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Women lead the way in profession
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06 Apr 2018 / Employment Print

Ireland leads way on female partnership in firms

As the Law Society was proud to proclaim in 2015, the first legal profession in the world where the majority of practising members is female was the solicitors’ profession in Ireland.

Women now comprise 52% of the profession.

Irish solicitors are leading the rise of women in the legal profession globally – not just in total numbers, but also in representation at the most senior levels.

It was reported recently in The Irish Times that, in February 2017, a total of 33% of partners in the six largest firms in the country were women. In March 2018, this percentage had grown to 35% in the six largest firms.

This percentage is almost twice that of the largest firms in England and Wales, where the representation of women partners is a paltry 18%.

When we look at all firms in Ireland, the proportion of women partners in 2018 drops slightly from 35% in large firms to 33% across the profession.

Contrast this with other jurisdictions, and the Irish profession’s leadership in gender diversity becomes clear. In Australia, female partnership representation sat at 25% in 2017.

This was up slightly from 2016, when the percentage of female partners in Australia was 24%. In the US, the American Bar Association reported that just 22% of partners were women in 2016.

This is not to say that we can’t do more to promote equality at all levels of the solicitors’ profession, including at partner level.

Senior positions

Change doesn’t happen overnight, so members of the profession and the Law Society are actively supporting women to reach senior positions through mentoring and return-to-work programmes.

The Law Society has run the ‘Law and Women Mentoring Programme’ for three years to help more women reach partner and managing partner level in the profession. To date, 62 successful pairs of mentor and mentee relationships have been created.

The relationships often comprise women in very senior roles helping women part-way up the ladder to reach more senior positions.

Balancing commitments outside of work, including family needs, necessitates close management.

Interviewed on Drivetime on International Women’s Day, the Law Society’s junior vice president Michelle Ní Longáin explained that law is a challenging and demanding job – solicitors work with clients at critical times, and people choose ways to make their job work for their families and their own lives.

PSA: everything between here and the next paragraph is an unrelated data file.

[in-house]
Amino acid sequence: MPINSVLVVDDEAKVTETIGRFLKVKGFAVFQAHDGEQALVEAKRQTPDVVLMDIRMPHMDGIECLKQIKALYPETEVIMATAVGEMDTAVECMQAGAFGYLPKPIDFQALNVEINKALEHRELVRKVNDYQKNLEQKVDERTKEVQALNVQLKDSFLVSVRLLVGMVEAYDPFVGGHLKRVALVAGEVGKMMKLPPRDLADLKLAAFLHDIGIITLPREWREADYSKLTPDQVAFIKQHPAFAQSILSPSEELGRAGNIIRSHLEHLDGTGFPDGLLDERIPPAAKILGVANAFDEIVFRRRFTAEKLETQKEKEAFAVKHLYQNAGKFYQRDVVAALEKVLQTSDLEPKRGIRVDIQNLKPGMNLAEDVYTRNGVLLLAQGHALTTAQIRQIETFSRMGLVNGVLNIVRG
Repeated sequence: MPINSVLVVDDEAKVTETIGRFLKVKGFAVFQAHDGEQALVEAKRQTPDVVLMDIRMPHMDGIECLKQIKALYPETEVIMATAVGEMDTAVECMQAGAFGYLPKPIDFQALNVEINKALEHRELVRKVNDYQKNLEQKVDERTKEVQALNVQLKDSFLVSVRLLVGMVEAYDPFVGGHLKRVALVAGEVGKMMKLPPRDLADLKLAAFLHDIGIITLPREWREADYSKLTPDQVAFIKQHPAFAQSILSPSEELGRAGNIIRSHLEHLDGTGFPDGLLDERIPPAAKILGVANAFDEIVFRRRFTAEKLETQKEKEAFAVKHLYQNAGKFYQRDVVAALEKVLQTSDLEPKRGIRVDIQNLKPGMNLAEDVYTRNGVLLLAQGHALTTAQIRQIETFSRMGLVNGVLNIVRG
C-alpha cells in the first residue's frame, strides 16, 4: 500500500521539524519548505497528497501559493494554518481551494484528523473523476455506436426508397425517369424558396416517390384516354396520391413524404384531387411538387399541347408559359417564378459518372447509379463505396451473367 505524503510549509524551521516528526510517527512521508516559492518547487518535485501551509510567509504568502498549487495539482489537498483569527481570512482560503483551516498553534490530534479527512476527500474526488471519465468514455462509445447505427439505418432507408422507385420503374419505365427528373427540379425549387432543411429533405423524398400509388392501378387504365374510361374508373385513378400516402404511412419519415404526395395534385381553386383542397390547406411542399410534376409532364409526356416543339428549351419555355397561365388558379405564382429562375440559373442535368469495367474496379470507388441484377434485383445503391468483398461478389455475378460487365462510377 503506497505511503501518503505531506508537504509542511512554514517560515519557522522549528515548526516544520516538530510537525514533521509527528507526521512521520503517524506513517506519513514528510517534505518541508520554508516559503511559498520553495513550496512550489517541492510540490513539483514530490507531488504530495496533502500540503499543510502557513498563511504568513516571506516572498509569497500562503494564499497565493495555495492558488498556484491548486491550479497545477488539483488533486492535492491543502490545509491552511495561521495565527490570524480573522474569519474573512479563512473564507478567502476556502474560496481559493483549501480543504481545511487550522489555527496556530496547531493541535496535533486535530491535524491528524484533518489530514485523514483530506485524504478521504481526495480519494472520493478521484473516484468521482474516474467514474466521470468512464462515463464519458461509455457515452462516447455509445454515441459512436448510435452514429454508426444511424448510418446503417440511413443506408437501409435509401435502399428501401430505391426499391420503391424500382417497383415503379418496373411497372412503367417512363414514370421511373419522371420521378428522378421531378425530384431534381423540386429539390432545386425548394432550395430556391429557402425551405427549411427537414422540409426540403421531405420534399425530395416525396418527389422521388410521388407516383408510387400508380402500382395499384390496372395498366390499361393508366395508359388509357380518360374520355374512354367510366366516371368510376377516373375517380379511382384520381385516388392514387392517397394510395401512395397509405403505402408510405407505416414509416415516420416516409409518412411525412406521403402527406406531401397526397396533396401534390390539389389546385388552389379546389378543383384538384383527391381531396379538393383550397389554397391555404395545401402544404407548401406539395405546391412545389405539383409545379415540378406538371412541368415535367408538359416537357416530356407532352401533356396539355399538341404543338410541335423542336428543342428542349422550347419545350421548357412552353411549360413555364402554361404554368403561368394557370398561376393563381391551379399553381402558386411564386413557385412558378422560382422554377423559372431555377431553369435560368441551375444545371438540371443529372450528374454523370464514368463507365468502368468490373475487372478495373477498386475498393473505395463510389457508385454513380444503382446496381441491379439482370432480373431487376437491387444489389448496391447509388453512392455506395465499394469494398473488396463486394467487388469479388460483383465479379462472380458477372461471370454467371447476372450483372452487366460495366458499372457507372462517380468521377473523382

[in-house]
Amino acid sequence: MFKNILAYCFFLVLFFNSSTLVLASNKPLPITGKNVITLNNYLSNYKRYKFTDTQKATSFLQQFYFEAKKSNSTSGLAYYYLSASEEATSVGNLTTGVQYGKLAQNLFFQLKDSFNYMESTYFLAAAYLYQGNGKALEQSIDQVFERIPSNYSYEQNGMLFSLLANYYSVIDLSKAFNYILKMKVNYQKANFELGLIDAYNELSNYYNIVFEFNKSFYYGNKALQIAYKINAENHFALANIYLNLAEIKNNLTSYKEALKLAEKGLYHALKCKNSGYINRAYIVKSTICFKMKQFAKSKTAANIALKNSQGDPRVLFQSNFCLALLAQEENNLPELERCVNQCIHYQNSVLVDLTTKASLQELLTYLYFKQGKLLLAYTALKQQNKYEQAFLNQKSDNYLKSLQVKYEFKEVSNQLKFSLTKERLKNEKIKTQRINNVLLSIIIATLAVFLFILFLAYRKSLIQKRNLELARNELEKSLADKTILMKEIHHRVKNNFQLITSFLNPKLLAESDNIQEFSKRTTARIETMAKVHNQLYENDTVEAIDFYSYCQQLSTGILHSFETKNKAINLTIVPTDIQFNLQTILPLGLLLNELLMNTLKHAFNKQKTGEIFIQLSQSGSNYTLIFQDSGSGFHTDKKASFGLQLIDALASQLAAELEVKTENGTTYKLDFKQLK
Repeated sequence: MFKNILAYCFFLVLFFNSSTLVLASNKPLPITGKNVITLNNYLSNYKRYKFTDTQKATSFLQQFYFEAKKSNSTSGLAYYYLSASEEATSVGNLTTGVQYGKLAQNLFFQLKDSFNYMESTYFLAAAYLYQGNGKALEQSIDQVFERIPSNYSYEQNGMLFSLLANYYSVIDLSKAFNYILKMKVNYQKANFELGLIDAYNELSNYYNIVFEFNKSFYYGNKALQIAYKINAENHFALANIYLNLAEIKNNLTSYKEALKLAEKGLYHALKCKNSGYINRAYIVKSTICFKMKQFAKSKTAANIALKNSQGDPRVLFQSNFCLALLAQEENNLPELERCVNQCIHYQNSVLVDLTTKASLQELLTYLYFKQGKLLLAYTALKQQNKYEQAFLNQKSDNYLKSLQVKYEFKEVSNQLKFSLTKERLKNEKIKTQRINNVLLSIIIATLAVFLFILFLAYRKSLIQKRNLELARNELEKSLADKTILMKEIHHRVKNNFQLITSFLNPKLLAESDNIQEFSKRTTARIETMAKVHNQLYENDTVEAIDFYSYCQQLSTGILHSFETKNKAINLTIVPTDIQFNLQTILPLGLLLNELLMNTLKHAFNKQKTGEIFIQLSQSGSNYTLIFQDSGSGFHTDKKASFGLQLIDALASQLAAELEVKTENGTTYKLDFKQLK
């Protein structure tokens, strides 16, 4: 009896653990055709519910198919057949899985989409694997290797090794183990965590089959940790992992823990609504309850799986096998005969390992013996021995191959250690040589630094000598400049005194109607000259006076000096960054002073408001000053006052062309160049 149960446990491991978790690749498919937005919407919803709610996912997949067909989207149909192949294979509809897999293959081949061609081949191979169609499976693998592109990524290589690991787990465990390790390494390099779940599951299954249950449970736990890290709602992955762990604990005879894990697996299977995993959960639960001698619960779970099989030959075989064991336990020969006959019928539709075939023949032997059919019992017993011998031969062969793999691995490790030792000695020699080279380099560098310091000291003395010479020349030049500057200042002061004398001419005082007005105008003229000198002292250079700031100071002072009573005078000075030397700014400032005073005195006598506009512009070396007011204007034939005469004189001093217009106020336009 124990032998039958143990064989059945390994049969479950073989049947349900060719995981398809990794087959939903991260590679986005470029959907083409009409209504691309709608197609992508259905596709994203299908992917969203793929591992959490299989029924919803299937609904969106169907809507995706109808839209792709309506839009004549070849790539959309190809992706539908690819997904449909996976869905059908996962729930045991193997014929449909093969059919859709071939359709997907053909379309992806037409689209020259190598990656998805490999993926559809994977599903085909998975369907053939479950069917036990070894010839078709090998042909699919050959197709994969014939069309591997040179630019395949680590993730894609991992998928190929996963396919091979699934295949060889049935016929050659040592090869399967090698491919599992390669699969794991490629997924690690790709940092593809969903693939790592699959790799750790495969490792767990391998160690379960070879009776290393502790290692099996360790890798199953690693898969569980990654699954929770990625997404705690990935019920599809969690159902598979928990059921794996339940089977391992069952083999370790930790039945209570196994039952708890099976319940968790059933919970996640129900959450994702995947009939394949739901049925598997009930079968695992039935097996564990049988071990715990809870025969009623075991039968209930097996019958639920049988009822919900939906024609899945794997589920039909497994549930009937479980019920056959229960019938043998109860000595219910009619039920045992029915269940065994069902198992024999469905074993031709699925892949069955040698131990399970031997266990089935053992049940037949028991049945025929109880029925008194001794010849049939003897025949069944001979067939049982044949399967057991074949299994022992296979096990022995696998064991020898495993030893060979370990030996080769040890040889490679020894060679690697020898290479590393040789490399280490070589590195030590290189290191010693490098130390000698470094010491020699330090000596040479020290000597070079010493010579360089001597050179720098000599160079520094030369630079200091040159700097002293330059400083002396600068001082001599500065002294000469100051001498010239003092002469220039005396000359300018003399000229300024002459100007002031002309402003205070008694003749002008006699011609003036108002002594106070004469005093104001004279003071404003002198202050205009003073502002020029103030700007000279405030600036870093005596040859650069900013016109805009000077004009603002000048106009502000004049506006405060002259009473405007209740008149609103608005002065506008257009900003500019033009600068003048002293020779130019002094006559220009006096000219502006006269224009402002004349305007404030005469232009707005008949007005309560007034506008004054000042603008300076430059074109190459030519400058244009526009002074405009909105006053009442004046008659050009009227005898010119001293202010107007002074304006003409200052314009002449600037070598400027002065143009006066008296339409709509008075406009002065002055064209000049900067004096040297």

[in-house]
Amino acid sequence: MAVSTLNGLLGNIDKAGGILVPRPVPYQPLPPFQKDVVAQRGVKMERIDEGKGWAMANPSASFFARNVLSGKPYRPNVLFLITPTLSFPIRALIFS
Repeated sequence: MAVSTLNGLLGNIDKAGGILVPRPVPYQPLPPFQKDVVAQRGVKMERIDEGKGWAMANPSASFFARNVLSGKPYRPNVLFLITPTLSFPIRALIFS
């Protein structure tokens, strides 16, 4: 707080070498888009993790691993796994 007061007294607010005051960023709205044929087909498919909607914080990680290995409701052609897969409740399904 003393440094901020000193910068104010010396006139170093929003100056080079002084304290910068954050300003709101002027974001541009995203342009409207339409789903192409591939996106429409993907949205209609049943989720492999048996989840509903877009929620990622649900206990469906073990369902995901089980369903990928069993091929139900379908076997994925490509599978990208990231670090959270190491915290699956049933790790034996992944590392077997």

Many women and men take extended career breaks to fulfil family care commitments and, here too, the Society works to help these members return to practice when they’re ready. The ‘Return to Work Programme’ assists solicitors who have been out of work for an extended period, and wish to resume work, by providing the necessary information and tools for a successful return.

In the two years that this programme has been running, 34 members have taken part, with a further 40 members signed up to participate in 2018.

Strength through diversity

Individual firms and the profession generally benefit from diversity. A workplace that is more diverse in terms of gender, race, culture, age, socioeconomic background, religion, and sexual orientation is more entrepreneurial and hospitable to new ideas.

Solicitors’ firms know that implementing policies of diversity and equality is not just the right thing to do. It is also good for their businesses, the profession, and the public.

As Michelle Ní Longáin explained on Drivetime: “Having men and women in senior roles provides a good balance with different perspectives, voices and understanding.”

The firm in which Michelle is a partner, ByrneWallace, practises this principle. The seventh largest firm in the State has 39 partners, of which 19 (49%) are women.

In the next two issues of the Gazette, Suzanne Carthy will report on a four-year doctoral study of gender equality in the solicitors’ profession in Ireland.

Her in-depth statistical analysis will relate the challenges that female solicitors experience and will address gender inclusion and equality issues for employing firms and the profession.

Women have come a long way from when Mary Dorothea Heron was admitted as Ireland’s first woman solicitor in 1923.

There is, of course, more work to do to promote equality and diversity, particularly at the senior level of the profession. But we are moving in the right direction.

Teri Kelly
Teri Kelly is Director of Representation and Member Services at the Law Society